More than a year after Rogers Park residents discovered the neighborhood contains multiple immigration shelters that house children, a recent protest sparked a response from the organization in charge of the shelters.
ProPublica Illinois — an independent, non-profit, investigative journalism organization — first reported about the shelters in July 2018. It showed Rogers Park has two immigration shelters — The International Youth Center and the International Children’s Center — which are under the control of Heartland Human Care Service, a branch of the anti-poverty organization Heartland Alliance. The children housed in the shelters were either alone or with their parents when they illegally crossed the United States border, according to the report.
In the past, Heartland Alliance immigration shelters have faced abuse allegations, according to the report. At one of the centers in Rogers Park, a document from the Department of Children and Family Services alleged “improper and inadequate supervision” and fire code violations, the report said.
In July 2018, Heartland Alliance released a statement saying no evidence was found to support claims of abuse during Heartland’s internal investigation and emphasized its mission to protect vulnerable children and their families.
Despite Heartland Alliance’s response in 2018, protests have continued to take place since, including Oct. 11 of last year, when demonstrators gathered outside of Heartland Alliance’s annual fundraiser gala to “ruin” the event, The Phoenix reported. The group of about 50 protesters chanted, “the real criminals are inside,” and called for Heartland Alliance to “let those kids go.”
Most recently, demonstrators gathered Oct. 12, steps away from Loyola’s Lake Shore Campus, to protest these shelters again.
The march was organized by the Rogers Park and Little Village solidarity networks, according to the flyer released by organizers. The flyer said the purpose of the march was to call for the closure of the shelters.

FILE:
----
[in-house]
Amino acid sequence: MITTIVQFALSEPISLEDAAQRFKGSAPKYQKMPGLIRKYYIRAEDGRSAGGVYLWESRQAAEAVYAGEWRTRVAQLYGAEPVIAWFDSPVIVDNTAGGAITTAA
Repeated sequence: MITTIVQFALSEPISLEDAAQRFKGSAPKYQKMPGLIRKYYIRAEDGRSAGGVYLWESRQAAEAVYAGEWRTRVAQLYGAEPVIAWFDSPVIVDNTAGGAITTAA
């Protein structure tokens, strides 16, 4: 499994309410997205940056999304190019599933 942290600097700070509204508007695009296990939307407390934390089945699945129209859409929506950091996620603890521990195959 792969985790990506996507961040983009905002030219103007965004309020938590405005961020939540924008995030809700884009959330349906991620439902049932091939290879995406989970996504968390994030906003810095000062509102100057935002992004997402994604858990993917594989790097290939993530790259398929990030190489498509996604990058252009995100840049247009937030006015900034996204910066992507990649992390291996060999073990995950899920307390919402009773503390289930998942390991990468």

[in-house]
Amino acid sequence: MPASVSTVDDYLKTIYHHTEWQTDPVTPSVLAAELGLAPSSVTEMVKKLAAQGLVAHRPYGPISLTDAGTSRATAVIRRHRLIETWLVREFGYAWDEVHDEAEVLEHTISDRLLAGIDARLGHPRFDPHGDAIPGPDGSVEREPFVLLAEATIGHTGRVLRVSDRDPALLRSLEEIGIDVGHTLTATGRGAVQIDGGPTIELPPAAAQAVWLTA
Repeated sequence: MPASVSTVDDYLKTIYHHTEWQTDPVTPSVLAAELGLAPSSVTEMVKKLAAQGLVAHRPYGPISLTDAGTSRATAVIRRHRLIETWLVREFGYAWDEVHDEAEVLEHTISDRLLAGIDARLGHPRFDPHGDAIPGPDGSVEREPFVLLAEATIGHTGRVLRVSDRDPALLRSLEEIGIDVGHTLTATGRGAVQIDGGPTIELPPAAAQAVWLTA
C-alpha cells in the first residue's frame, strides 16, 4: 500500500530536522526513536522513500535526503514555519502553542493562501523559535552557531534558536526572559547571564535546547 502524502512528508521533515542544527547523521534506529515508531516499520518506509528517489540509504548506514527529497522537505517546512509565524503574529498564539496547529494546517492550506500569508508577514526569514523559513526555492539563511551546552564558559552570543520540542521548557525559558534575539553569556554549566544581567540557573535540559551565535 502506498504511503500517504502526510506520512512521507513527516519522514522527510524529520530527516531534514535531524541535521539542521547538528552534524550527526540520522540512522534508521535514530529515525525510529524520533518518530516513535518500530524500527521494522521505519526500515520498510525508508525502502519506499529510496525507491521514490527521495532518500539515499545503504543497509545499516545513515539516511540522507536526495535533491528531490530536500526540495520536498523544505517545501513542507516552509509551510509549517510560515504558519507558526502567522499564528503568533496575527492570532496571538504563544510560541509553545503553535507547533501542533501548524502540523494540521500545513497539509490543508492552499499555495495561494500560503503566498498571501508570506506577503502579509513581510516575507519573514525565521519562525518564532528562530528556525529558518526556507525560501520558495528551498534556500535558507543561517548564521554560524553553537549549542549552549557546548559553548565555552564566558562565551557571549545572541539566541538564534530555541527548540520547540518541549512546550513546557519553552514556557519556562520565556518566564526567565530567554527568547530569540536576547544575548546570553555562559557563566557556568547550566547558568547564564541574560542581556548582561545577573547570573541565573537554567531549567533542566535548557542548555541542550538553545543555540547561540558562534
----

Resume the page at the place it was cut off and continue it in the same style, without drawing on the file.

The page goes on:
Demonstrators holding signs and drumming with buckets chanted, “No borders. No jail. Not Rogers Park, not anywhere.”
Heartland Alliance’s attempts to communicate with the Rogers Park and Little Village solidarity networks haven’t been reciprocated, said Joseph Dutra, a spokesperson for Heartland Alliance. Dutra said the protestors are “completely misinformed,” and said without the shelter Heartland Alliance provides, the children could be placed in even worse settings.
“We provide immediate safety and stability to all children who come into our shelters within a nurturing, trauma-informed environment,” Dutra said. “We are not a jail or detention center, and it is damaging, dangerous and irresponsible to make those claims.”
The flyer for the protest called the shelters “concentration camps” and “genocidal system[s],” comparing them to American Indian boarding schools which broke apart families and forced assimilation.
During the protest Oct. 12, two people — a 32-year-old man and a 37-year-old man — were arrested for reckless conduct, obstruction of traffic as non-motorists and resisting, Chicago Police Department News Affairs Officer Anthony Spicuzza said.